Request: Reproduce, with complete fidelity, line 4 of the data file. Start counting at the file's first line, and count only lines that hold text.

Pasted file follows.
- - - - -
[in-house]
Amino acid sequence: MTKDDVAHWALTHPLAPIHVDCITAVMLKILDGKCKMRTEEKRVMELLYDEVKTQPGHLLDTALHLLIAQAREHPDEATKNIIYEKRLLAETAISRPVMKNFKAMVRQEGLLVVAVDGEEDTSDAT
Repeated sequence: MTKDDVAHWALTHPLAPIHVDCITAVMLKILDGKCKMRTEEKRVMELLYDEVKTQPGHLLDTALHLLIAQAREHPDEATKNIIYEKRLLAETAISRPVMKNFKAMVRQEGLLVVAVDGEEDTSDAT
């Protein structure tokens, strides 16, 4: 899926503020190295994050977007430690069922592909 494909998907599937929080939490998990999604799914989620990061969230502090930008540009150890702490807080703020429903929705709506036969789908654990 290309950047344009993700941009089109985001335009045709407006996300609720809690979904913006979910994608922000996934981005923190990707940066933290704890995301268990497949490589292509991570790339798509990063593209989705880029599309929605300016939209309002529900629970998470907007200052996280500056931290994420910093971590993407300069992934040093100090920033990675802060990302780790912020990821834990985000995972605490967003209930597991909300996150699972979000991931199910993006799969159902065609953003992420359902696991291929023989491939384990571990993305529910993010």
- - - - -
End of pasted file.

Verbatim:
């Protein structure tokens, strides 16, 4: 899926503020190295994050977007430690069922592909 494909998907599937929080939490998990999604799914989620990061969230502090930008540009150890702490807080703020429903929705709506036969789908654990 290309950047344009993700941009089109985001335009045709407006996300609720809690979904913006979910994608922000996934981005923190990707940066933290704890995301268990497949490589292509991570790339798509990063593209989705880029599309929605300016939209309002529900629970998470907007200052996280500056931290994420910093971590993407300069992934040093100090920033990675802060990302780790912020990821834990985000995972605490967003209930597991909300996150699972979000991931199910993006799969159902065609953003992420359902696991291929023989491939384990571990993305529910993010």